Emmet County upgraded its recyclable material processing technology with the help of a grant from the Michigan Department of Environment, Great Lakes, and Energy (EGLE) in 2019 and now is using robotic separating equipment that has gotten the attention of local and national media.
Located on the Northern Lower Peninsula, Emmet County's recycling operation stands out as an exemplary rural program — not only in Michigan by nationally as well, says Brian Burke, EGLE recycling and waste minimization specialist. "Emmet County has a very successful recycling program and was recognized in 2015 with a Leadership in Recycling award for its high rate of recycling, increased access, and strong recycling education and outreach," he said. "The county has also been very successful in advancing the other elements of recycling programs, such as an effective county solid waste ordinance, consistent program funding and increased availability for recycling less common materials such as mattresses, plastic plant pots, and boat shrink wrap."
It's one of only two robotic recycling operations in Michigan funded by recycling infrastructure grants from EGLE. The other is the Marquette County Solid Waste Management Authority.
The robots sort through materials and remove what does belong there. It's anticipated Emmet County's upgraded sorting system will improve the purity of the commodities they produce for mainly Michigan businesses, with the goal being an increased revenue on the sale of the material.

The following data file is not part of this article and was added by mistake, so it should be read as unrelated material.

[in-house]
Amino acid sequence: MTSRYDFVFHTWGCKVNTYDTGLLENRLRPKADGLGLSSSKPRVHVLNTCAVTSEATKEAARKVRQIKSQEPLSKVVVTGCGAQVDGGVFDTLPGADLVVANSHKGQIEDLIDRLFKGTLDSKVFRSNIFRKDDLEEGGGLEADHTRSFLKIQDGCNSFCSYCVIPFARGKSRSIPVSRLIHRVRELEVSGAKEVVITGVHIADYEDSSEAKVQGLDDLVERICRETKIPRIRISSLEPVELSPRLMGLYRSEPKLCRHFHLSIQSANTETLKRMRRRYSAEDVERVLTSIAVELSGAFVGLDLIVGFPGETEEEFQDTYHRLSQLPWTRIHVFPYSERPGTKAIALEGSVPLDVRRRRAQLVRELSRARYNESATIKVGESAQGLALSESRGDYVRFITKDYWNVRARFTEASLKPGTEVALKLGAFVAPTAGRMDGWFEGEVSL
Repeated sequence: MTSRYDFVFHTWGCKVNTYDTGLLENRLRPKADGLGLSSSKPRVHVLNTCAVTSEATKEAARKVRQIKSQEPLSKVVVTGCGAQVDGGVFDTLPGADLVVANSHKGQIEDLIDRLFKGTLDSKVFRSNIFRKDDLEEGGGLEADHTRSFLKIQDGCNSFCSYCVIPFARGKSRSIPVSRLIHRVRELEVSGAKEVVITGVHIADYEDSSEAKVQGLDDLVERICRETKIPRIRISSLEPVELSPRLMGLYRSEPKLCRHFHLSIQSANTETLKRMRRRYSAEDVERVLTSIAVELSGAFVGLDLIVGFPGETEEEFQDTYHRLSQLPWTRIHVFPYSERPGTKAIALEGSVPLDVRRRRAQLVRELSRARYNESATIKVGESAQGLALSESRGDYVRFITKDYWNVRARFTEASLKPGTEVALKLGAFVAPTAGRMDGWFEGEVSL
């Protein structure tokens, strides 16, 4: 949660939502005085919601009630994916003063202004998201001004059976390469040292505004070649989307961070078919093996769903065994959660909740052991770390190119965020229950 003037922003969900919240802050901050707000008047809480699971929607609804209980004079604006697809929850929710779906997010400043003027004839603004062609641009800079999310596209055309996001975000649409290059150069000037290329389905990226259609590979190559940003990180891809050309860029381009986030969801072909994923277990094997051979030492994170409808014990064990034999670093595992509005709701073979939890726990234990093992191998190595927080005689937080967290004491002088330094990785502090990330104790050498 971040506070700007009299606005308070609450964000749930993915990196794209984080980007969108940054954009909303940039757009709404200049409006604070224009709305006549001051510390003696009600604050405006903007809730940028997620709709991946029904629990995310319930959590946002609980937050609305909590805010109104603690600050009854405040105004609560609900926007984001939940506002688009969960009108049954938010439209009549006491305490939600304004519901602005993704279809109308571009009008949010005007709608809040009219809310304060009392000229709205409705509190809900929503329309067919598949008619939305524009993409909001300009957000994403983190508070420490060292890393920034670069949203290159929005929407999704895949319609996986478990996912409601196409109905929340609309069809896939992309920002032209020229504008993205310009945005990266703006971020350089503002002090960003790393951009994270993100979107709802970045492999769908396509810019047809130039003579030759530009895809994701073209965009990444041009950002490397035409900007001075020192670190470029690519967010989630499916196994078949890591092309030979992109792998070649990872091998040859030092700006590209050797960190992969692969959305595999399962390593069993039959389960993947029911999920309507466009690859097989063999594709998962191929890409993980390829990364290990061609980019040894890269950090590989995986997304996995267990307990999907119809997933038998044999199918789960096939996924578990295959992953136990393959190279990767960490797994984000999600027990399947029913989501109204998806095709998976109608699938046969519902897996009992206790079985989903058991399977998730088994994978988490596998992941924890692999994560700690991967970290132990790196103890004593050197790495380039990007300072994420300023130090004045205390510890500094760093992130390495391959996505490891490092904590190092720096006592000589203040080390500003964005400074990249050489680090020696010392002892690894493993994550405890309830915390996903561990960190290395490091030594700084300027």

More Michigan recycling operations — both public and private — will adopt robotic technology soon as well, says Burke, citing Michigan State University that will be installing robots next year with the help of an EGLE grant.
Other recycling operations are using other technology such as optical sorting equipment, glass sorting and crushing equipment, new and improved sorting screens, and balers. Many of these have received EGLE grant funding.
Burke expects more improvements in recycling in Michigan as well, as the state works toward establishing a strong circular recycling chain. "That consists of both a dependable, consistent supply of uncontaminated recycled material available and expanding Michigan's recycling content use and manufacturing businesses to utilize that material."
Photo caption: Robotic recycling in Emmet County.